Kyle Rittenhouse apparently struggled to stay alert when the jury selection began Monday in his murder case in Kenosha, Wisconsin, for shooting two people dead and injuring a third during Black Lives Matter protests.
Rittenhouse, 18, yawned in court as lawyers from both sides tried to seat potential jurors who have not decided on the triple shooting.
He faces seven charges, including murder in the fatal shootings of Joseph Rosenbaum, 36, and Anthony Huber, 26, as well as attempted murder to injure Gaige Grosskreutz, 27.
Judge Bruce Schroeder repeatedly stressed that jurors should come to a verdict solely on what they hear in the courtroom, warning: “This is not a political trial.”
“It was mentioned by both political campaigns and the presidential campaign last year, in some cases very, very carelessly,” he said.
The lawyer told the potential jurors that inaccurate information has been shared by people who “do not know what you are going to know.”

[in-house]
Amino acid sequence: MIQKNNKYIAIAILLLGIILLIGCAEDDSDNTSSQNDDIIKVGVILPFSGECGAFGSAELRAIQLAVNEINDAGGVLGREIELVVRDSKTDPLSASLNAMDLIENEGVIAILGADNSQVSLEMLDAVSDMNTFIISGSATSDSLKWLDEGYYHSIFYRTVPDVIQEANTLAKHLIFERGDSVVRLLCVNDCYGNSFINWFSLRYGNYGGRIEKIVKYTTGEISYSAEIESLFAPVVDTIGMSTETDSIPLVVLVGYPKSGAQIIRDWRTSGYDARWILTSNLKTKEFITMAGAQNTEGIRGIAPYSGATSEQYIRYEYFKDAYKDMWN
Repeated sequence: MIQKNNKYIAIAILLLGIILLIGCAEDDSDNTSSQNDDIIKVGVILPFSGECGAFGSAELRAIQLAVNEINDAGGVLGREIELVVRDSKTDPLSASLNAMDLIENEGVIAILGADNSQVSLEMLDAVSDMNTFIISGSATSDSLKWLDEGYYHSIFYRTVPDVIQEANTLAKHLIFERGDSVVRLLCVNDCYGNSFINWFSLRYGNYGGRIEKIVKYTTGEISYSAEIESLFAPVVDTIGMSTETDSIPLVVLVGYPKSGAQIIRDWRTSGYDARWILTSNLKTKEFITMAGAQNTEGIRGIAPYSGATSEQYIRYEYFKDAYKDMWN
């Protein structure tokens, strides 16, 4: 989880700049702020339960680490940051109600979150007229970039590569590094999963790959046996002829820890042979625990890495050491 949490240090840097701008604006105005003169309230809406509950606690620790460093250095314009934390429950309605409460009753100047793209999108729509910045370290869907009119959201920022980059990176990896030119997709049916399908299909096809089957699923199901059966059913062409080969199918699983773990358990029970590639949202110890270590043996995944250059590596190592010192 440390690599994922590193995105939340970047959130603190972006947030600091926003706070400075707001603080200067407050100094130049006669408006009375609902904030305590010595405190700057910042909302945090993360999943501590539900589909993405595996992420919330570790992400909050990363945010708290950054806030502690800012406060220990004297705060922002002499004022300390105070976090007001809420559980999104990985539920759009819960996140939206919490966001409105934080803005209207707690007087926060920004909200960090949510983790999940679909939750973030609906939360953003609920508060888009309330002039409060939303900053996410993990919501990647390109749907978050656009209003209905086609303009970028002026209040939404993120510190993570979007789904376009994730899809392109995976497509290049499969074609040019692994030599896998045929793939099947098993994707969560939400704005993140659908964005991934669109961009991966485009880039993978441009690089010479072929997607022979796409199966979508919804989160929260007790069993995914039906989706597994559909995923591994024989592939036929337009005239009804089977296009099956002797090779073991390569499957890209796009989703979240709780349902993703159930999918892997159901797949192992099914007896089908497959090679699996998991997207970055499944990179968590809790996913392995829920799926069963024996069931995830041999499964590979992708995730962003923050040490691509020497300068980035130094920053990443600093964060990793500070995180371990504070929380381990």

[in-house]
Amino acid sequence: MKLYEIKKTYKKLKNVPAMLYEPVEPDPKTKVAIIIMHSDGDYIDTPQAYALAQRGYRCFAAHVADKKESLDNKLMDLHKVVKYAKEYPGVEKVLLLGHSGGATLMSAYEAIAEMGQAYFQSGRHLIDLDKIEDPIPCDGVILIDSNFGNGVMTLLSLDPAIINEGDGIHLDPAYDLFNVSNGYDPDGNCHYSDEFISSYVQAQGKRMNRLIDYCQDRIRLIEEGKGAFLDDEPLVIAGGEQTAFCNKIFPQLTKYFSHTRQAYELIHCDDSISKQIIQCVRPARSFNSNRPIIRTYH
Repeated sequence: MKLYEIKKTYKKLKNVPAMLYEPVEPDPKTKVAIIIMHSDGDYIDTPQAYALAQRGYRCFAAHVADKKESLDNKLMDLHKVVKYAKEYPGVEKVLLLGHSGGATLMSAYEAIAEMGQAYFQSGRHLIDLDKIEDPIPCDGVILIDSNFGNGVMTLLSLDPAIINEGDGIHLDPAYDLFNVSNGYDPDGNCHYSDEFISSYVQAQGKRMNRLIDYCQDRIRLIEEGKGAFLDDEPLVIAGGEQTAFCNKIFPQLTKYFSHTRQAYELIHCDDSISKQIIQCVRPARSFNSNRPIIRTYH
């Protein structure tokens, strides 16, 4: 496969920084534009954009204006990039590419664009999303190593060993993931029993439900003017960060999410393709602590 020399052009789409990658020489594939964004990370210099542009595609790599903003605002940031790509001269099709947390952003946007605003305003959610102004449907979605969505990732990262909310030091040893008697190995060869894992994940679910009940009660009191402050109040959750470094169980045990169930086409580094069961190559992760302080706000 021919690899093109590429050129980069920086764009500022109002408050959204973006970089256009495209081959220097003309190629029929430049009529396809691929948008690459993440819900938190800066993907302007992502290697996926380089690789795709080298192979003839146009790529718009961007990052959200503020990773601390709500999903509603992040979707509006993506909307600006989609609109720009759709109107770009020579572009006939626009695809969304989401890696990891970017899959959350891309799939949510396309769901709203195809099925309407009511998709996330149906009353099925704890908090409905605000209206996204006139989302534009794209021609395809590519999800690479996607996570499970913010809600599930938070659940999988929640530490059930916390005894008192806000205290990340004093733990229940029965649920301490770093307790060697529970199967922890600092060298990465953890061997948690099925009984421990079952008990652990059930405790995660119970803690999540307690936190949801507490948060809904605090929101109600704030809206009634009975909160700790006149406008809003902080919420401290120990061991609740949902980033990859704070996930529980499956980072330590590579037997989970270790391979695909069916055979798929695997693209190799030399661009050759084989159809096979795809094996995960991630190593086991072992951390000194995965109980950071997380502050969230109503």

“Those of you who have been selected for this jury who will themselves hear the real evidence in this case.”
However, several people in the jury pool said they had already made up their minds.
Among those fired were a man who said he was there when “everything happened” at the scene of the protests, as well as another man who said he had “consistently commented on news feeds and Facebook” about unrest in the city.
Rittenhouse opened fire when riots broke out in the city on August 25, 2020, after police a few days earlier shot Jacob Blake, a black man who was left paralyzed from the waist down.
Prosecutors are expected to claim that Rittenhouse traveled to Kenosha to seek out conflict.
The defense has claimed that Rittenhouse, who claims he traveled to the city to protect a business, feared for his life at every meeting.
With Post wires